By Julian Linden
LONDON (Reuters) - Like a fish out of water, Michael Phelps started the first day of his new life uncertain where to turn and wondering what to do next.
For the first time in two decades, he didn't need to set his alarm clock to get up before dawn and stuff his swimming trunks and goggles in a bag and head to the pool.
Exhausted from the night before when he finished his incredible career by winning his 18th Olympic gold medal, he had planned to sleep in but his body and mind wouldn't allow it.
He woke at 6 a.m., as he always has, but with his head still spinning with the magnitude of what he had accomplished and his emotions overflowing as the realisation that it was all over began to sink in.
"I didn't really sleep past the normal time I wake up. I only had three or four hours of sleep last night then I woke up and couldn't fall back to sleep," he told Reuters in an interview on Sunday.
"It's kinda weird, it's very strange, the first day of not having to swim and never having it again."
Phelps had known for a long time that this day was coming after deciding in Beijing four years ago that London would be his last Olympics.
The American knew well in advance what his last race would be and what day it would take place so he started to get himself ready.
He didn't train as hard as he did before Beijing, where he won eight gold medals, but he got himself fit enough and stayed motivated enough to bag another four golds and two silvers and finish his career with a staggering record total of 22 medals.
His final race, Saturday's medley relay, was watched by millions of people around the world and could not have been scripted better.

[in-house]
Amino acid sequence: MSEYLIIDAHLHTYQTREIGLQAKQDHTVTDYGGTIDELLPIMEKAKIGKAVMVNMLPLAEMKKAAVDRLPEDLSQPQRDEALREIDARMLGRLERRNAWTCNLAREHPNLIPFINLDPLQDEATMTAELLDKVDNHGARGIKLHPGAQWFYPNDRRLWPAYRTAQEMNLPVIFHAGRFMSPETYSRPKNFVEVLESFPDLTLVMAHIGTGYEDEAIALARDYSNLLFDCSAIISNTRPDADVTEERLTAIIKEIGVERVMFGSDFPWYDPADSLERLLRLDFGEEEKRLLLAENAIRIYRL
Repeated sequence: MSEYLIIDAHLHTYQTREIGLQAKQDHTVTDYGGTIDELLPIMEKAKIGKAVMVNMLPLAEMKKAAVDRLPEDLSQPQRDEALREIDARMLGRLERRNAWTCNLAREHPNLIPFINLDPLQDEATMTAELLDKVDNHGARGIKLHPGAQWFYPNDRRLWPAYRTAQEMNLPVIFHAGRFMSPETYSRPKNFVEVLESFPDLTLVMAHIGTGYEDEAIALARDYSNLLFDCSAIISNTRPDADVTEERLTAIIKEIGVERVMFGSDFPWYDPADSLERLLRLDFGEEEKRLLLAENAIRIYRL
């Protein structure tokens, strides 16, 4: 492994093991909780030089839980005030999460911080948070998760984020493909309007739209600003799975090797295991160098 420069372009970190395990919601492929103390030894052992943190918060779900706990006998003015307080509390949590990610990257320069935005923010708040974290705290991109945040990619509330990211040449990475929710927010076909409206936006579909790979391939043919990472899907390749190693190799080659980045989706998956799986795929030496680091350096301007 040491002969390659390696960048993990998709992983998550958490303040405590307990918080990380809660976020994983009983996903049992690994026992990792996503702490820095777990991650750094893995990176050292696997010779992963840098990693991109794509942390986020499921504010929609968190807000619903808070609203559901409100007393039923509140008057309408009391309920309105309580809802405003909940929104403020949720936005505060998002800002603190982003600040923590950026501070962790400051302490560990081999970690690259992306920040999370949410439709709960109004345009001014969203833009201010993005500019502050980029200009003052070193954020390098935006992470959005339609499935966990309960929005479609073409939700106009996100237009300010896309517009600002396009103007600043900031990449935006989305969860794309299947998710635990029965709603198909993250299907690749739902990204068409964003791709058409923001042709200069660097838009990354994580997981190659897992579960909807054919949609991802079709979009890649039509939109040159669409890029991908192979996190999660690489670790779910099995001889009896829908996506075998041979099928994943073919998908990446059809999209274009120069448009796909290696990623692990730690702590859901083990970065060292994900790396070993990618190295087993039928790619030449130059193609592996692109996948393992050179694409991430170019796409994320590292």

The crowd inside London's Aquatics Centre let out a mighty roar, instinctively rising to their feet to honour the most decorated Olympian of all time.
He received his gold medal then a lifetime achievement award from swimming's world governing body and a thousand handshakes and backslaps. There were tears as well, from his family, his coach, even Phelps himself. It was little wonder he hardly slept.
"I'm not sure right now I feel. It's really confusing," he said.
"I'm all over the place right now. I've got really mixed emotions. I just don't know really how to react yet."
Phelps planned to spend the day with his mother Debbie, but had to fulfil one commitment first, a round of media interviews with his sponsor Visa.
He spent 30 minutes on stage in a packed auditorium answering questions on a wide variety of subjects, ranging from swimming, the food in London and whether he planned to marry soon, then spoke privately to a handful of selected media outlets, including Reuters.
Red-eyed and battling to keep awake, he reflected on his success and talked about his future, saying he wanted to travel more and improve his golf handicap.
The 27-year-old said he wanted to keep in shape after piling on the pounds when he took a short break after Beijing but was not going near a pool again, except to watch the world championships and Olympics.
"The competitive part of my career is over but it doesn't mean my involvement with swimming is over," he said. "I'm still going to be involved, but looking at it from the outside."
(Editing by Jason Neely)